Treatment of comorbid medical conditions may result in a substantial improvement of quality of life both of the child and their parents. It is imperative to first diagnose the comorbidity then get a customized treatment plan. Talk with a health professional like your child’s GP, nurse or pediatrician.


Know that your child diagnosed with Asperger Syndrome/ASD is wired differently. The brain is anatomically different in the frontal lobe making the challenges medically based. In other words, this is not a behavioral problem. Once you let that fact sink in you may begin implementing a plan to navigate through everyday hurdles.

-Jennifer Allen/Founder Aspergers101

Suggested Action Plan

Think ahead – Discuss what is coming up, remember that a ‘no surprises’ action plan is best for your Asperger child. Let them trust that you will prepare them for potential loud environments, visitors, school field trips or meals that may not fit their challenged palette. Mental preparedness often defuses potential melt-downs.

Remove obstacles – It might take awhile to discover the culprit(s), but if your child is struggling at school, chances are sensory issues come into play. Polyester in clothing, loud students, cafeteria odors, fire alarm, free time may all be culprits. Work with your child and the school to remove or ease the barriers. It will make a big difference.

Discover if medication helps –This is trial by error. Antidepressants & anti anxiety meds may greatly help patients with Asperger’s deal with the depression and anxiety that commonly accompanies the disorder. Physicians and psychiatrists may also prescribe attention deficit hyperactivity disorder (ADHD) stimulant medications to help patients with their impulsivity or disorganization (though sometimes the side effects are not worth the result), or antipsychotic medications for patients who act out or who are irritable and aggressive.


FAQ


How is Asperger Syndrome Diagnosed?


Diagnosis is typically between the ages of four and eleven. A comprehensive assessment involves a multidisciplinary team that observes across multiple settings, and includes neurological and genetic assessment as well as tests for cognition, psychomotor function, verbal and nonverbal strengths and weaknesses, style of learning, and skills for independent living.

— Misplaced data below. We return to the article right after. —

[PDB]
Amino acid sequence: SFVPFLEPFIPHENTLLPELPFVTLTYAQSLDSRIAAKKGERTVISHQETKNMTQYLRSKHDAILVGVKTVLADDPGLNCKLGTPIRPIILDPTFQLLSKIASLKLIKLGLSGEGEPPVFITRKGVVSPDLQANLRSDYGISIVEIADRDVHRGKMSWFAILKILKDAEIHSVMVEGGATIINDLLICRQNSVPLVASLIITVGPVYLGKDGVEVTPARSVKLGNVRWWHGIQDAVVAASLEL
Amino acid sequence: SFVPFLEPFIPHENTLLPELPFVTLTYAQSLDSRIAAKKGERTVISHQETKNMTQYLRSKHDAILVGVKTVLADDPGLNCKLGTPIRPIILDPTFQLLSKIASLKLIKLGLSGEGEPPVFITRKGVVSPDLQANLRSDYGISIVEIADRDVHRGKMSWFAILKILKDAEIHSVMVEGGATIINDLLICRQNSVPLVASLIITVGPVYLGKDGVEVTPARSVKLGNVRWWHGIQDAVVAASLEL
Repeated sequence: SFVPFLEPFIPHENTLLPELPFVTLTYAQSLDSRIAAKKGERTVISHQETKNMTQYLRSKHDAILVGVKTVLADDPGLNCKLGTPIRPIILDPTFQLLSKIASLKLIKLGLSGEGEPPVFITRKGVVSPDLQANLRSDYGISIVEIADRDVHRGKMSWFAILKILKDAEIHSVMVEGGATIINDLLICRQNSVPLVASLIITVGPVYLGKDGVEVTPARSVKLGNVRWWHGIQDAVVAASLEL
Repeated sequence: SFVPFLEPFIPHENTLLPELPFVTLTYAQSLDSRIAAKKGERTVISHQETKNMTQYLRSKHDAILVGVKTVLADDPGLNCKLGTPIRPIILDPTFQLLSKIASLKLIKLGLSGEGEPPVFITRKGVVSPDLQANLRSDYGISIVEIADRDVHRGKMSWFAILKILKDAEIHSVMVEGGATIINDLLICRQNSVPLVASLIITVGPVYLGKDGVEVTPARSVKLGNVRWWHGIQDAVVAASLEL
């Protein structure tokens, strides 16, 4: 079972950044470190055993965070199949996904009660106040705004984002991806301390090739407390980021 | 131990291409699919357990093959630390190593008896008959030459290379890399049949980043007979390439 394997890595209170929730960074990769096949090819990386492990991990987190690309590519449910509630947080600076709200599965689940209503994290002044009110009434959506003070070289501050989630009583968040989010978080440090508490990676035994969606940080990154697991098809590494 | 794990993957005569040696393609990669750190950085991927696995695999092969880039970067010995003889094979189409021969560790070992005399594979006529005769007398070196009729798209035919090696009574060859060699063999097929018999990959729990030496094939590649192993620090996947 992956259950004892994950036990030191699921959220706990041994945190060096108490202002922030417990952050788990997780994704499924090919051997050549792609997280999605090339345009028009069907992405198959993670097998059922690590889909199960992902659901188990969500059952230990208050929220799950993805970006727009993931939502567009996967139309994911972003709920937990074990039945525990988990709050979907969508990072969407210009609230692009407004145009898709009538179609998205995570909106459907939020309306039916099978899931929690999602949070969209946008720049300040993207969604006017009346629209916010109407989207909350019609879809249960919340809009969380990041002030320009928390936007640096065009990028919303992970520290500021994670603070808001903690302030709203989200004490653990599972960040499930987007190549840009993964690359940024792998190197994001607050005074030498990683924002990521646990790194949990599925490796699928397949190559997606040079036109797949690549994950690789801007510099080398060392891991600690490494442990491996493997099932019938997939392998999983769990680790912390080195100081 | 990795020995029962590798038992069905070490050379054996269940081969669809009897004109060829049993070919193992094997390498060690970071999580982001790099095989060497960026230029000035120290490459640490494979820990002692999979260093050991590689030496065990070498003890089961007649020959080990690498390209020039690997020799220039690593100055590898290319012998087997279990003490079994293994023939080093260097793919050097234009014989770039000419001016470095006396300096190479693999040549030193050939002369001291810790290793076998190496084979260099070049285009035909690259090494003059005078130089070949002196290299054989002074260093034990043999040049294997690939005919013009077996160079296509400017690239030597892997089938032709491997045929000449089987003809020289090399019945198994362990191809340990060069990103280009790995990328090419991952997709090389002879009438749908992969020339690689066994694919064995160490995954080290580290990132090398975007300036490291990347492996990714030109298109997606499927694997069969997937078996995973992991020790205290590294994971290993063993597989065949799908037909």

How is Asperger Syndrome treated?


·Parent Education & Training
·Social Skills Training & Speech-Language Therapy
·Cognitive Behavior Therapy
.Medication
·Applied Behavioral Analysis (ABA)
·Sensory Integration/Occupational Therapy


What medicines typically help curb anxiety and depression?


*Selective serotonin reuptake inhibitors (SSRIs)
*Antipsychotic drugs
*Stimulant medicines


Alongside deficiencies, what are some positive traits?


*Ability to focus intensely for long periods
*Enhanced learning ability
*Deep knowledge of an obscure or difficult subject resulting in success scholastically and professionally when channeled.
*Honest & hard workers who make for excellent employees when painstaking & methodical analysis are required.

Free Downloadable Brochure

Please feel free to download the Aspergers101 Training for Parents Tri-Fold brochure here. If you are a school or a Autism-related non-profit, you may request these full color brochures for hand-out(s). This generous opportunity has been provided by the H-E-B Helping Here Community Involvement Department! Request form is just below the brochure.

To Request Brochures:

Brochures are provided in groups of 50, 100, 150, 200 or 250 to schools or non-profit organizations who would like to provide parents with basic information on High-Functioning Autism and Asperger Syndrome. Please fill out the requested information below and we will be in touch soon!

Brochures & Shipping provided by Aspergers101 & H-E-B
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Two other excellent resources for basic training on Asperger Syndrome are:



How to Use Visual Supports for Social Skills Training

Many school students carrying the diagnosis of Asperger’s Syndrome exhibit challenges in the area of social interactions and social skills. These social difficulties are worrisome for parents and family members who look for supports to address these challenges. Struggles in the school setting often center on their child’s inability to “fit in” with other students or an inability to grasp social expectations from their teachers and peers. Additionally, their child’s feelings of high anxiety and stress can make the learning environment challenging for them and the people around.

Depositphotos_44865227_s-2015

Over time, I’ve listened to concerns from parents and teachers regarding a student’s lack of understanding when it comes to social situations in the classroom environment. This often leads to isolation and the need for behavior support.

There is information in the literature that suggests both adult and peer mediated techniques to teach and build social skills in children with autism.